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Breaking into the Industry

By rlvoss ·
I am looking to get into the IT field I would eventually like to become a consultant or sales engineer but for now would like a position in a support or installation role. I recently completed A+/Net+ training and am enrolled in MCSE training. Employers don't even want to talk to me. I have a background in sales and training and worked in the credit card industry providing customer service for standalone credit card terminals and their programming. What am I missing as far as being considered.Are there that many qualified people out of work?

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bad news / worse news

by road-dog In reply to Breaking into the Industr ...

Bad News:
The IT market has taken a huge hit in the last 18+ months. There are legions on geeks on the street. The employers are very selective in light of this market, they want vast experience and training / certification and the pay scale is low. The tech bust and the telecomm implosion have caused large layoffs of superbly trained and experienced people. You are competing with them.

Worse News:
In this uncertain business climate, many customers have made the strategic decision to extend the service life of existing infrastructure. The flow of new equipment purchases has slowed to a trickle. Look for and pronounced recovery in the economy in general to expect open entry level positions.

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Not to dissuade you further

by madroxxx In reply to Breaking into the Industr ...

But I have been seeing highly qualified people appling for entry level positions. Your best bet at this point I believe would be try to get an "in" through an aquaintance.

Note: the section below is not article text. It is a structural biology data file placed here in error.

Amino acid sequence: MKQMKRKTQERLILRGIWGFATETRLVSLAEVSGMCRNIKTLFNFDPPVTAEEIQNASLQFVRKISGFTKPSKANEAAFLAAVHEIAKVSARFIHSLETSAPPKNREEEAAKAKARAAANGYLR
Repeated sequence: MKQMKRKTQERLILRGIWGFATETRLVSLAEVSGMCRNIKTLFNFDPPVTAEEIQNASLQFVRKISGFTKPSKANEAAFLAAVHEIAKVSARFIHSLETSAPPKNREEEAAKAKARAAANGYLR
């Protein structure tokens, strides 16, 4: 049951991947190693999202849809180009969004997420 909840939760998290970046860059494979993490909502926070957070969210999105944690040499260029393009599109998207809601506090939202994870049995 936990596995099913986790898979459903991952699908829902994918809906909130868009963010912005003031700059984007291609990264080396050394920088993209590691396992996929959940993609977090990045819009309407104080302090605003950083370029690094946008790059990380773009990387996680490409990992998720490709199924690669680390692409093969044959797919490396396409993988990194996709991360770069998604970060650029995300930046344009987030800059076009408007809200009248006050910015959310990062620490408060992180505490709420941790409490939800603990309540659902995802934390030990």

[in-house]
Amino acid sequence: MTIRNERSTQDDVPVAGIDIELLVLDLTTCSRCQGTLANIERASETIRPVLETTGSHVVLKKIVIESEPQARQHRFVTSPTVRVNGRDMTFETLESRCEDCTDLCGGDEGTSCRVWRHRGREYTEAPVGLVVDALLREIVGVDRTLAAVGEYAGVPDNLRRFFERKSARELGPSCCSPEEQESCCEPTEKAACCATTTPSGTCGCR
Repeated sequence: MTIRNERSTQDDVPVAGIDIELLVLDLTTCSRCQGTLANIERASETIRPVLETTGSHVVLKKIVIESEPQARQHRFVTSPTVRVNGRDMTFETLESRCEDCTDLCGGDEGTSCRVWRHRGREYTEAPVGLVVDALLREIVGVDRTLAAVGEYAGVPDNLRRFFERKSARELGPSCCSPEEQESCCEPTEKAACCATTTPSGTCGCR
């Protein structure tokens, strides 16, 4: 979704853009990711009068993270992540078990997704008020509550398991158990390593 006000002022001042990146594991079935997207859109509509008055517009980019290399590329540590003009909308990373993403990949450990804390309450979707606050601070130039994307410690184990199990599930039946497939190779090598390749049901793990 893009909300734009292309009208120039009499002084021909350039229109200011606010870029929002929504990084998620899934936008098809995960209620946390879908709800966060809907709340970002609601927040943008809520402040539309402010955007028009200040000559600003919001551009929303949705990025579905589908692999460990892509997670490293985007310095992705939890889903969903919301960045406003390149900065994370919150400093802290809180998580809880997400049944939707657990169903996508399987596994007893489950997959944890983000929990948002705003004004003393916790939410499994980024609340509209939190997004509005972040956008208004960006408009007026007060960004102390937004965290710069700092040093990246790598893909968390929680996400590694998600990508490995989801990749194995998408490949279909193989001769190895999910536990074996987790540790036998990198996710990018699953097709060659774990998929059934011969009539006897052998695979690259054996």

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Receiving the Employer's Attention

by Brian.H In reply to Breaking into the Industr ...

Well, not just you, but there are also, possibly, 40 to 60, even 100 applicants that are knocking on the door to get in for an interview and land that job.

While examining the past in relation to the I.T. industry's history of what the employer was looking for in back ground experience and certification, there was not much demand for folks who had a 4 year degree under their belt, but just a simple certification and experience. Now, there are A.S. degrees specializing in hardware, software,programming, and networking fundamentals - but that is just to say Fundamentals. I think with the next wave of future I.T. jobs there is going to be a need for at least certification, some experience, but then a 4 year degree. Best idea to think about is a credential like a four year degree either in M.I.S, I.S., or I.T. or computer science, because after that there are post graduate certification degrees that lead into Project Management.

One more item; focus your resume specifically to discussion topics related to computer topics, your experience, certification and education. Be ready to back up track history record on your primary interests and experiences too.

Best of Luck,
Brian.H

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